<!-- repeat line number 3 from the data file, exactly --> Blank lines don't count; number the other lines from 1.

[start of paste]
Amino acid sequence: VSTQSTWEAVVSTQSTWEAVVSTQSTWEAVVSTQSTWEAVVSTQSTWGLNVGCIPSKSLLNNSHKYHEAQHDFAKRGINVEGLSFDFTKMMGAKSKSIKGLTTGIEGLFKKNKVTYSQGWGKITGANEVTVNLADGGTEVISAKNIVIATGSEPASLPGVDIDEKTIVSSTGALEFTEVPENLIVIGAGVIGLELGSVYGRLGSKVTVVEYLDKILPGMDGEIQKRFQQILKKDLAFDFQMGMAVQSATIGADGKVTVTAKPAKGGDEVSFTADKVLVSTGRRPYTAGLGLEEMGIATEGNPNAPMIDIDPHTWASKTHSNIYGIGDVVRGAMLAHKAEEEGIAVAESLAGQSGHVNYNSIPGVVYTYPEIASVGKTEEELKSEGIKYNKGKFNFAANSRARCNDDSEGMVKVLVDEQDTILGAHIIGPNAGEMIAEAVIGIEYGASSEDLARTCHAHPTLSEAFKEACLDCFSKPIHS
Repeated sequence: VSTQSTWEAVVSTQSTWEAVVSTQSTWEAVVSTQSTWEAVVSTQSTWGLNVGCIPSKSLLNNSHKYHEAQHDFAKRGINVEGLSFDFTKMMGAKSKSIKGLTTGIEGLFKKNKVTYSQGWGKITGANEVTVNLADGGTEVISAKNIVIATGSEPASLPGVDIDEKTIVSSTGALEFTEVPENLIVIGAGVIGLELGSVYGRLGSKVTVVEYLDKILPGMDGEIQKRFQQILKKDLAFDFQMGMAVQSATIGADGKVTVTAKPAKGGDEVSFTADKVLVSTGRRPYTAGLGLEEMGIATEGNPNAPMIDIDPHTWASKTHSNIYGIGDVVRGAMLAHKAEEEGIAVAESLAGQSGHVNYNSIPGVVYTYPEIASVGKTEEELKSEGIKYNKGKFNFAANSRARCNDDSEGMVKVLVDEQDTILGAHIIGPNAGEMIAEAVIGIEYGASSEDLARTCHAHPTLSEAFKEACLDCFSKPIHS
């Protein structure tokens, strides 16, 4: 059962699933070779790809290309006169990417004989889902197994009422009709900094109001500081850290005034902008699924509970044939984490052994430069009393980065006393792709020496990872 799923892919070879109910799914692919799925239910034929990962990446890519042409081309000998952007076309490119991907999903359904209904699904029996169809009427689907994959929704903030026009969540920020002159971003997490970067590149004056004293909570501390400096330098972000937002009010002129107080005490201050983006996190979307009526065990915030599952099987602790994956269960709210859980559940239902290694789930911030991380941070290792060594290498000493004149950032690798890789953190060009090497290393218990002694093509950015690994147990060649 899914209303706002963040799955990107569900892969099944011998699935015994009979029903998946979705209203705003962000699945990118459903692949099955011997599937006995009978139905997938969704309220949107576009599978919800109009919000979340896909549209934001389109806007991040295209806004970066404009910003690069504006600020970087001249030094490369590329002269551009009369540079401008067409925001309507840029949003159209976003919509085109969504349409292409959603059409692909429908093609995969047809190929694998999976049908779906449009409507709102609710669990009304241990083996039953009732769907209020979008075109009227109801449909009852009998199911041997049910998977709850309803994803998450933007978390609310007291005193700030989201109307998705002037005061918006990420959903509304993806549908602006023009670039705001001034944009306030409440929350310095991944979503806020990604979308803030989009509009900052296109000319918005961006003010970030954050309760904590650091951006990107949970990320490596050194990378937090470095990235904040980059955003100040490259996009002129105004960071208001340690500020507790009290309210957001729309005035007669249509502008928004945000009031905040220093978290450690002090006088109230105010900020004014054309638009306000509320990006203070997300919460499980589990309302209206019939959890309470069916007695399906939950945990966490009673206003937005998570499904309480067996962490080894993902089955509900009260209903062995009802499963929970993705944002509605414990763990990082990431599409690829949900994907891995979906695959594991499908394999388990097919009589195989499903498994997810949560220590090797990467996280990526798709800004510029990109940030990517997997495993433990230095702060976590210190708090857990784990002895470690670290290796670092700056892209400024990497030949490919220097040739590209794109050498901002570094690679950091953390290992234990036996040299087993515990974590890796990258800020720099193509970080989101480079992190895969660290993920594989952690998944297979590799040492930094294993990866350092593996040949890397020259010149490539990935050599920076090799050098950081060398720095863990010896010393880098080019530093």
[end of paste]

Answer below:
């Protein structure tokens, strides 16, 4: 059962699933070779790809290309006169990417004989889902197994009422009709900094109001500081850290005034902008699924509970044939984490052994430069009393980065006393792709020496990872 799923892919070879109910799914692919799925239910034929990962990446890519042409081309000998952007076309490119991907999903359904209904699904029996169809009427689907994959929704903030026009969540920020002159971003997490970067590149004056004293909570501390400096330098972000937002009010002129107080005490201050983006996190979307009526065990915030599952099987602790994956269960709210859980559940239902290694789930911030991380941070290792060594290498000493004149950032690798890789953190060009090497290393218990002694093509950015690994147990060649 899914209303706002963040799955990107569900892969099944011998699935015994009979029903998946979705209203705003962000699945990118459903692949099955011997599937006995009978139905997938969704309220949107576009599978919800109009919000979340896909549209934001389109806007991040295209806004970066404009910003690069504006600020970087001249030094490369590329002269551009009369540079401008067409925001309507840029949003159209976003919509085109969504349409292409959603059409692909429908093609995969047809190929694998999976049908779906449009409507709102609710669990009304241990083996039953009732769907209020979008075109009227109801449909009852009998199911041997049910998977709850309803994803998450933007978390609310007291005193700030989201109307998705002037005061918006990420959903509304993806549908602006023009670039705001001034944009306030409440929350310095991944979503806020990604979308803030989009509009900052296109000319918005961006003010970030954050309760904590650091951006990107949970990320490596050194990378937090470095990235904040980059955003100040490259996009002129105004960071208001340690500020507790009290309210957001729309005035007669249509502008928004945000009031905040220093978290450690002090006088109230105010900020004014054309638009306000509320990006203070997300919460499980589990309302209206019939959890309470069916007695399906939950945990966490009673206003937005998570499904309480067996962490080894993902089955509900009260209903062995009802499963929970993705944002509605414990763990990082990431599409690829949900994907891995979906695959594991499908394999388990097919009589195989499903498994997810949560220590090797990467996280990526798709800004510029990109940030990517997997495993433990230095702060976590210190708090857990784990002895470690670290290796670092700056892209400024990497030949490919220097040739590209794109050498901002570094690679950091953390290992234990036996040299087993515990974590890796990258800020720099193509970080989101480079992190895969660290993920594989952690998944297979590799040492930094294993990866350092593996040949890397020259010149490539990935050599920076090799050098950081060398720095863990010896010393880098080019530093």